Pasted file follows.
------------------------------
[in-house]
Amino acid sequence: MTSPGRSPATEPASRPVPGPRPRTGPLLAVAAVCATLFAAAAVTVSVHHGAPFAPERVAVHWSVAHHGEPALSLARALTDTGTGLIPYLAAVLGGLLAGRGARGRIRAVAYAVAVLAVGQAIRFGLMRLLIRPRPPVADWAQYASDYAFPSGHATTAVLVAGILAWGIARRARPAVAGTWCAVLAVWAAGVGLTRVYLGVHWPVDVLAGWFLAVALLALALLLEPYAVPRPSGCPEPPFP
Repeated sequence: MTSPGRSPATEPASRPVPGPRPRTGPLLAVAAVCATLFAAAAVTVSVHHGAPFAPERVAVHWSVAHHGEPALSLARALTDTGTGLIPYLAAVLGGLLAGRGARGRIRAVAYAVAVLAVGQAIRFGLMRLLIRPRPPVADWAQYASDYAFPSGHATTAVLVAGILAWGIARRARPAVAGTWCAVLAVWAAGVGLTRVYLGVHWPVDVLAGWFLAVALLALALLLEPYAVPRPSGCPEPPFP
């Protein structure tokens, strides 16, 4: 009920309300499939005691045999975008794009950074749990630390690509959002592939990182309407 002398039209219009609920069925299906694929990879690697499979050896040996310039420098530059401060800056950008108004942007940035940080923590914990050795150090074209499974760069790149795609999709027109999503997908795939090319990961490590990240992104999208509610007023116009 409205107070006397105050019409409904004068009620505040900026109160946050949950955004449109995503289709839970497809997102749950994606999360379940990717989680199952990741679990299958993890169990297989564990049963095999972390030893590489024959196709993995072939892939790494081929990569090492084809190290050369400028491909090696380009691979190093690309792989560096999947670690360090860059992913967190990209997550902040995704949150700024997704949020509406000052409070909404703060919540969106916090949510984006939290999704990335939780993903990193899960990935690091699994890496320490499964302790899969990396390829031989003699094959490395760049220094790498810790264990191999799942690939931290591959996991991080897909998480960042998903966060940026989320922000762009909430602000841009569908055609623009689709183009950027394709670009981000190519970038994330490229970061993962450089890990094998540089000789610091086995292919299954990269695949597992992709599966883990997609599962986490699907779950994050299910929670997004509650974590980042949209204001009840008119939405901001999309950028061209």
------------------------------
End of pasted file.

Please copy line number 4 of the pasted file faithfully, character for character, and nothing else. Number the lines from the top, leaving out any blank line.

């Protein structure tokens, strides 16, 4: 009920309300499939005691045999975008794009950074749990630390690509959002592939990182309407 002398039209219009609920069925299906694929990879690697499979050896040996310039420098530059401060800056950008108004942007940035940080923590914990050795150090074209499974760069790149795609999709027109999503997908795939090319990961490590990240992104999208509610007023116009 409205107070006397105050019409409904004068009620505040900026109160946050949950955004449109995503289709839970497809997102749950994606999360379940990717989680199952990741679990299958993890169990297989564990049963095999972390030893590489024959196709993995072939892939790494081929990569090492084809190290050369400028491909090696380009691979190093690309792989560096999947670690360090860059992913967190990209997550902040995704949150700024997704949020509406000052409070909404703060919540969106916090949510984006939290999704990335939780993903990193899960990935690091699994890496320490499964302790899969990396390829031989003699094959490395760049220094790498810790264990191999799942690939931290591959996991991080897909998480960042998903966060940026989320922000762009909430602000841009569908055609623009689709183009950027394709670009981000190519970038994330490229970061993962450089890990094998540089000789610091086995292919299954990269695949597992992709599966883990997609599962986490699907779950994050299910929670997004509650974590980042949209204001009840008119939405901001999309950028061209």